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SAINT DOMINQUE

SAINT DOMINQUE

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SAINT DOMINQUE

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  1. SAINT DOMINQUE Colonization of Hispaniola

  2. The Natives • The Taíno Indians or Arawak came to the island around 600 C.E. They called the island Hayti meaning ‘mountainous’. Taíno means Good or Noble in their own language. • They had a complex government of chiefdoms and sub-chiefdoms. • They contributed the words ‘Hurrakan’ and ‘tobakko’ to the Spanish language easily recognized by English speaking peoples as Hurricane and tobacco. • When Christopher Columbus arrived in 1492, the natives were engaged in a civil war, which led to hardships for early European settlers. • A smallpox epidemic in 1531 will completely devastate the native population. • Today, the northern Haitian Spanish dialect is greatly influenced by the Taíno language

  3. SpanishHispaniola • Christopher Columbus arrived on the island on Dec. 5, 1492, calling it Hispaniola. • Christopher Columbus founded a small settlement , La Navidad, near Cap-Haitien in 1492. However upon return in 1493 he found the populace dead. He then established the colony at La Isabela, the first colony in the New World. • With him, Columbus brought pigs and other animals to the New World which prospered. However, he also brought disease which will devastate the native population. • In 1496, Bartholomew Columbus founded Santo Domingo de Guzmán which soon became the island’s capital. 400,000 natives were taken captive to work in the gold mines. By 1535, only a few dozen were still alive due to forced labor, beatings, and mass killings. • Christopher and Bartholomew were taken out of power and sent back to Spain for Mal-governorship

  4. MeandChristopherColumbus

  5. SpanishHispaniola (continued) • In 1502, Nicolas De Ovando was claimed the third governor. He is accredited with killing and torturing most of the native leaders, making rebellion difficult. • Santo Domingo, a name for the island and the city, became a major port for expeditions in the New World. The excursions of Ponce De Leon’s discovery of Puerto Rico, Hernando Cortes’ conquest of Mexico and Balboa’s discovery of the Pacific Ocean were all launched from Santo Domingo. • In 1568, English pirate Francis Drake pillaged Hispaniola. The Spanish dominion of Hispaniola was reduced to Santo Domingo, all other cities were abandoned. • In 1697 Spain signed the Treaty of Ryswick giving the western one-third of the island to France.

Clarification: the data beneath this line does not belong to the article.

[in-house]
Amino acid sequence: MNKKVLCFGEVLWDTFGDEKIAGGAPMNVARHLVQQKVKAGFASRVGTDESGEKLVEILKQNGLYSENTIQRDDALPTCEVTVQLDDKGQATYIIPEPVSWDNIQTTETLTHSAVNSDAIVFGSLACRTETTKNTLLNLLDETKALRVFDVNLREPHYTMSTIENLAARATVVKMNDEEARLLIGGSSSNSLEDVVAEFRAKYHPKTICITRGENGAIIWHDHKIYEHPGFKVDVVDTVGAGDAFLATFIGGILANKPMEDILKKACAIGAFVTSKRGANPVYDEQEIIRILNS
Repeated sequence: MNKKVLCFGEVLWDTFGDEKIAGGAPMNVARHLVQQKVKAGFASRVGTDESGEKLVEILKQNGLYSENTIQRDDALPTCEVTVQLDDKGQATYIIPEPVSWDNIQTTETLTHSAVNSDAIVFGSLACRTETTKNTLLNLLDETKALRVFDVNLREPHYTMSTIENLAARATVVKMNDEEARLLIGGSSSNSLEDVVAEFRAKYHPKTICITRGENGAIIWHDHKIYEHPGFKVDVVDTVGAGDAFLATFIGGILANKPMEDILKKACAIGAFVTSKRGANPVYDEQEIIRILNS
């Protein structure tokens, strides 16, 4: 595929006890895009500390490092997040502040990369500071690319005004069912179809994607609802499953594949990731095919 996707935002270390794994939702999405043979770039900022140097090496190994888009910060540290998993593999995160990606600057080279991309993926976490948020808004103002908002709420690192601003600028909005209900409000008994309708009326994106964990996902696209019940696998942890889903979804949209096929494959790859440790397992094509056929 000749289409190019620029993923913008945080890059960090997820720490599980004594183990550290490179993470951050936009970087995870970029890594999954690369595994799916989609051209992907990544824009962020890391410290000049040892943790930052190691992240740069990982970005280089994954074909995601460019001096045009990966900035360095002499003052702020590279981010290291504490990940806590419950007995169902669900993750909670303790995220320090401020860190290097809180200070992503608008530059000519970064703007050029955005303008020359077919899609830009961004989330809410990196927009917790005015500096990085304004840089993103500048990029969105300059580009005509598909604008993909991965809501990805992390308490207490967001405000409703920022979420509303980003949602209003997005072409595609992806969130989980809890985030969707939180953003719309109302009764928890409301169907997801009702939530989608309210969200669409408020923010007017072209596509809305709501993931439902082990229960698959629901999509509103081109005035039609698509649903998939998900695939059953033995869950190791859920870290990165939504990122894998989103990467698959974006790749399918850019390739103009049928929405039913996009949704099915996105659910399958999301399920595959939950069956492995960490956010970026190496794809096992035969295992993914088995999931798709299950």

6. French Colonization • In 1664 the French came to Hispaniola under the control of the newly established French West India Company. • In 1670 the French had established its first colony, Cap Francais. • The New Colony under the Treaty of Ryswick in 1697 was named Saint-Domingue • King Louis XIV encouraged plantations of Tobacco, indigo, cotton, and cocoa. This called for slaves which were imported from Africa. After the Seven Years war in 1754, Saint-Domingue’s population exploded and new crops such as coffee were grown. • During the 1780s, 40% of the sugar and 60% of the coffee consumed in Europe were grown in Saint-Domingue. More than all the British colonies combined.

  7. Slavery in Saint-Domingue • During this time period 780,000 slaves were imported from Africa. By 1787 this called for more than 40,000 slaves a year. Because of mal-treatment, the raising of slaves was un-natural and almost all the slaves were imported. • Mal-treatment included burning at the stake, forced consumption of fecies, crucifixion, and whipping. All while being forced to convert to Catholicism. • However, these slaves produced nearly 100 million lbs. of sugar a year. • Saint Domingue had the largest free colored population in the Caribbean in the 18th century, nearly 25,000. • Slave revolts in 1791 led to the French abolition of slavery by 1797.

  8. Post Colonization • Jean-Jacques Dessalines came to power in the late 1790’s. Napoleon Bonaparte would not allow a black man to govern the richest colony in the world. After a series of wars, Haiti declared independence on the western one-third of the island. • In 1809 the island fell to Spanish control, thus re-establishing slavery. • In 1822 Haitian loyalists re-conquered Santo Domingo, establishing control of the island and again abolishing slavery. • After another series of battles and rebellions, Santo Domingo and the Eastern portion of Hispaniola, now the Dominican Republic, declared independence on Feb. 27, 1844. • Civil War would continue for another 70 years into the 20th century.